DIRECTIONS: The first step is to create a monster--literally--out of clay. Any shape creature will do, just be sure to insert paper clips somewhere into its body (we favor the side-of-the-neck look, like you-know-who). Bring your monster--and your lab assistants--into a darkened closet, and rub an inflated balloon against a piece of wool for 30 seconds. Hold it close to, but not touching, the paper clip, and watch the spark jump between the balloon and the paper clip.
WHY IT WORKS: All that rubbing causes some electrons from the wool to collect on the balloon, giving it a negative charge. Holding the negative balloon near the neutral paper clip causes the electrons in the clip to move away (the two negative forces repel), leaving the metal surface with a positive charge. When the charge is great enough, the air between the balloon and paper clip becomes charged, too, creating a path where the electrons can move--and letting the sparks fly.
NOTE: This experiment works best in low humidity.
Ladies and gentlemen, children of all ages, behold the phenomenal power of ... a plastic spoon? Hard to believe, but this simple piece of disposable flatware possesses properties that can truly amaze those who aren't in the habit of playing with their eating utensils. Even more miraculous, it can keep everyone happy if the restaurant kitchen is slow in bringing out your food.
Ground black pepper
DIRECTIONS: Sprinkle salt and pepper on a tabletop and mix them together. Challenge a lab assistant to use the spoon to separate the pepper from the salt. Have pity on him after a few seconds (hey, we said seconds, not hours!). Retrieve the spoon and rub it vigorously on a wool scarf. Then hold it about an inch above the mixture (but not touching). The pepper will leap to the spoon and stick to it.
WHY IT WORKS: Rubbing the spoon gives it a negative charge, which attracts the pepper. It also attracts the salt, but the light flakes of pepper rise up before the heavier grains of salt. If you lower the spoon, the salt will jump up too.
ANOTHER TRICK: Hold the rubbed spoon over some puffed rice cereal. The grains jump up to the spoon, hang there and then--if there's enough static charge--suddenly fly off.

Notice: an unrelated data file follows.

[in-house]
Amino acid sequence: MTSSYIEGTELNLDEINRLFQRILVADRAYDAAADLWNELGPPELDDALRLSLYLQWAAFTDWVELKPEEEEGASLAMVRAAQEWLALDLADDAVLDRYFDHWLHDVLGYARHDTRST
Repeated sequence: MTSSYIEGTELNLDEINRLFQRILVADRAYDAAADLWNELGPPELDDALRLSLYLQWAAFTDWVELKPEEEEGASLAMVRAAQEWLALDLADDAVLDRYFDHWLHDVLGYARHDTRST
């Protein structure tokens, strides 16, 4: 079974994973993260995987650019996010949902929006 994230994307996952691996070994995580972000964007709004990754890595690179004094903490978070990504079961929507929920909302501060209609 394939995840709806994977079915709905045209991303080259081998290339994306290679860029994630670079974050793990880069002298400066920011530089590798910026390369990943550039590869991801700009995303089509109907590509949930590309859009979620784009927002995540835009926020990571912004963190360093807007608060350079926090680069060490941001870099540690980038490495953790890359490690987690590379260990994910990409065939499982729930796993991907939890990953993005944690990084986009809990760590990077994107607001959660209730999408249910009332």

WHY IT WORKS: The grains are attracted to the negatively charged spoon and cling to it until they, too, become negatively charged. Then, because like charges repel, they shoot off.
You'd think that forcing a hard-boiled egg through the mouth of a milk bottle would be darn near impossible (or at the very least, result in egg salad). But with some hot water, you can harness the laws of physics to do the work for you. So, go suck an egg. You'll be amazed.
DIRECTIONS: First, try it yourself: Set a peeled, hard-boiled egg on the open mouth of a glass milk bottle and try to push it inside without breaking the egg (or the bottle!). Give up? Here's a better way. Place the egg into a bowl of cold water. Have an adult place the milk bottle under a stream of hot tap water for a minute or so, then, wearing dish gloves to protect her hands, empty the water down the sink. Immediately place the egg, tapered side down, on the mouth of the milk bottle. Watch carefully. The egg slowly gets sucked through the neck and--with a satisfying thunk--drops into the bottle.
WHY IT WORKS: The hot air inside the glass bottle is less dense (and thus at a lower pressure) than the cooler outside air. The difference creates suction, which pulls the squishy egg through the bottle's neck.